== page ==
Pakistani Prime Minister Imran Khan says he will meet with the Taliban in an effort to persuade the militant group to hold talks with the Afghan government in a bid to end the nearly 18-year war.
"I will meet the Taliban and I will try my best to get them to talk to the Afghan government," Khan said during a talk at the U.S. Institute of Peace in Washington on July 23.
Khan held talks with U.S. President Donald Trump at the White House on July 22 and met with Secretary of State Mike Pompeo on July 23 for talks that focused on Afghanistan.
The United States and the Taliban have held eight rounds of peace talks in Qatar since September, with both sides reporting progress on a possible agreement centered on a U.S. pledge to withdraw troops in exchange for a Taliban promise not to let Afghanistan be used as a base for terrorism.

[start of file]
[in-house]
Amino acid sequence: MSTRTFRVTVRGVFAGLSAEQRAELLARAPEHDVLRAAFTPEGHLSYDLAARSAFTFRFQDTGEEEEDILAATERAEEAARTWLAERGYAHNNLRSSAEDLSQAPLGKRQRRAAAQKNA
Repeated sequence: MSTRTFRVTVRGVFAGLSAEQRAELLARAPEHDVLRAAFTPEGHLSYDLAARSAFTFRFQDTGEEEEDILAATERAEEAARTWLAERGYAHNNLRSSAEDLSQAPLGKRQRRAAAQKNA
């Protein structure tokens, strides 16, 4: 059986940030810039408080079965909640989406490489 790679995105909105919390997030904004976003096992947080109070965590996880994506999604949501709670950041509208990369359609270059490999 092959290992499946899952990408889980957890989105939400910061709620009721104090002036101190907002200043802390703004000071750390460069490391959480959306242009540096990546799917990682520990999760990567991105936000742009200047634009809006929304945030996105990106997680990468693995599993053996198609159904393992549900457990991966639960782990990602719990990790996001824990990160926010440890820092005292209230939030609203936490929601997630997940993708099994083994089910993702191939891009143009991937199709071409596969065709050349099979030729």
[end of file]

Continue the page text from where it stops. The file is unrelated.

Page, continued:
The Taliban has refused to negotiate directly with the Western-backed government in Kabul, calling it illegitimate.
Taliban delegates and dozens of Afghans, some of them government officials, met for informal talks from July 7-8. The sides reached a nonbinding road map for a future political settlement.
Pakistan has helped to broker the U.S.-Taliban peace negotiations.
The United States and Afghanistan have long accused Pakistan of supporting the Taliban, a charge Islamabad denies.
Khan said on July 22 that his government was committed to a negotiated end to the war in Afghanistan.
Pakistan's Khan Says Will Try To Persuade Taliban To Agree Talks With Kabul